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Organic Gardening:


How to create a meadow


by

Want a good excuse for not mowing your lawn ever again? Turn it into a meadow.

Gardens are places where nature is usually kept sternly under control, to the exclusion of all the natural plants that would be there if we didn't spend hours preening, mowing and pulling up anything we haven't deliberately planted. But in doing this, we make a rod for our own back, because no sooner have we manicured the whole garden once, than it's time to go back and do it all over again.

Unless you are one of those people who actively likes mowing the lawn, here's a project that will give you the excuse never to have to do it again, and at the same time, do your bit for your local natural heritage. I don't need to tell you how happy your local insect and bird population will be to find a new meadow in your area.

And you don't just save on mowing, there's no need to feed or water once the meadow is established, either. You may need to remove thistles and other perennial weeds now and then; try and do this while they are small, so that the roots don't go too deep.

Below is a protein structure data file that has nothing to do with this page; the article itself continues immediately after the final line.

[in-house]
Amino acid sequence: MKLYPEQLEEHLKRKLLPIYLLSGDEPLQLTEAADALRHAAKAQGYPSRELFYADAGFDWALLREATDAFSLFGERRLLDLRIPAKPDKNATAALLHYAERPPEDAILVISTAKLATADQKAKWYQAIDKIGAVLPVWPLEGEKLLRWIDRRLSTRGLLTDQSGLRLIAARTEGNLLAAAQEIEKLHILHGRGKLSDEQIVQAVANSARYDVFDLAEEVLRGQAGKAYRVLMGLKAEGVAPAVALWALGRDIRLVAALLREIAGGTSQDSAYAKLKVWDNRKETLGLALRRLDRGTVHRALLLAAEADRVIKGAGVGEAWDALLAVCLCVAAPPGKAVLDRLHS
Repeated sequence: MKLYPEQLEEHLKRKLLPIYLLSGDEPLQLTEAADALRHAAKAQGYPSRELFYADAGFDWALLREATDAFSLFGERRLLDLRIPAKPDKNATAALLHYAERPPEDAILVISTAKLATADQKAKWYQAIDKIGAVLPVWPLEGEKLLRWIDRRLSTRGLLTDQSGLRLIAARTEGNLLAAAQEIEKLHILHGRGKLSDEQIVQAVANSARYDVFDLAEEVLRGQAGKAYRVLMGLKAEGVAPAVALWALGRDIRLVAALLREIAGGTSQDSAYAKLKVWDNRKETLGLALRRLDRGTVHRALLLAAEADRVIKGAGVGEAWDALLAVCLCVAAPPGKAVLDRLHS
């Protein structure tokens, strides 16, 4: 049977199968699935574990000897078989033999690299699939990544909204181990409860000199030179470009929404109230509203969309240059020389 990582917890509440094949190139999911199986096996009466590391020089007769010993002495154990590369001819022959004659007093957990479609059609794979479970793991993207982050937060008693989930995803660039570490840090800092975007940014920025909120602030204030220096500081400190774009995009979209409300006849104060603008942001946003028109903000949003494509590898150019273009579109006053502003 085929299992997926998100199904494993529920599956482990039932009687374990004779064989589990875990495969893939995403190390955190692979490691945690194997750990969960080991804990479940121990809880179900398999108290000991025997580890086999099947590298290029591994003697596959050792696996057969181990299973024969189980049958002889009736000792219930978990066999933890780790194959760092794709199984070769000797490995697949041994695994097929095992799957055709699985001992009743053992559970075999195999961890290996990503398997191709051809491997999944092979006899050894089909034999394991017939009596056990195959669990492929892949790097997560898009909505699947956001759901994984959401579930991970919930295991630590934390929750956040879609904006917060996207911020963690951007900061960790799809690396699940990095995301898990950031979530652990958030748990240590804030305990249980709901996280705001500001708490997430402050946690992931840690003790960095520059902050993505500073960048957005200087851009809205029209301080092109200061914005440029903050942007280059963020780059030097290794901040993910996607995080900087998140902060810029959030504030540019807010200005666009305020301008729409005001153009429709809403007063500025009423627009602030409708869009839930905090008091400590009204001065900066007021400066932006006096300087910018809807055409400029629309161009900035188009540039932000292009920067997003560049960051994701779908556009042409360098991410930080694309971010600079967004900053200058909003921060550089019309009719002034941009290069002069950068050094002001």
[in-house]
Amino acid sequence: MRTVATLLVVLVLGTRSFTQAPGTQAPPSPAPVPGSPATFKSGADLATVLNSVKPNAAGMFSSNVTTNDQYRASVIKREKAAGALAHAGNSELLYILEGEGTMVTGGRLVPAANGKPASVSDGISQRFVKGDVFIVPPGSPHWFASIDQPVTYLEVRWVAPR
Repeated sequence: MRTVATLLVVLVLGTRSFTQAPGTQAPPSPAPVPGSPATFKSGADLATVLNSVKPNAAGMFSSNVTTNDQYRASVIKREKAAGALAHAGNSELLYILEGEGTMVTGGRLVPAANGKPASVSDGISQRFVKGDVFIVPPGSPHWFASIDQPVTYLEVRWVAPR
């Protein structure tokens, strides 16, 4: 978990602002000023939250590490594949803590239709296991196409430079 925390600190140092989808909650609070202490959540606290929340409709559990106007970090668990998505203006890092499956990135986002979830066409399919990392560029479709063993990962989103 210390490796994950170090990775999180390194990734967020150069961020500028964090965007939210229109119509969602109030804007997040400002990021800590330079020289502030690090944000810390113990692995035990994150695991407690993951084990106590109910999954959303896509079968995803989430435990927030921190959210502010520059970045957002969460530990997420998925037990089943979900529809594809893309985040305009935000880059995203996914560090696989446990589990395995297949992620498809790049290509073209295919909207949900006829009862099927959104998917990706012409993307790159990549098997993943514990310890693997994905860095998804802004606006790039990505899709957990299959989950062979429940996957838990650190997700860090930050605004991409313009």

Converting your lawn into a meadow

1. Easy method (takes a bit longer to establish, but it still works)

Mow the lawn. Rake off the moss, if there is any, and all the 'thatch' (the dead grass that develops into a mat on established lawns).

Hire a scarifier and use it to scarify the whole lawn (or if it's a very small lawn or you're feeling energetic, you can achieve the same effect by poking a garden fork into the lawn all over every 6 or 7 cm). It will end up looking pretty scruffy. Don't worry, this is only temporary.

If there are any perennial weeds in the lawn, dig them up, making sure to get every bit of root or they will regrow. Flatten the earth where the weeds were, so it is level with the rest of the lawn.

Buy a good 'meadow herb' mixture suitable for your area and broadcast all over the lawn. Don't skimp on seeds; remember the birds will take some of them.

Water thoroughly once, unless you get a heavy downpour first.

Sit back and wait.

2. More expensive method

You can use bought in plug plants (if you can find a supplier with plants suitable to your area) instead of broadcasting seed. These will need to be planted all over as irregularly as possible. If it's a big lawn, it will take quite a long time to do the planting, but the final results should be much quicker (although some may die as this type of plant doesn't like root disturbance). You will still need to water at least once.



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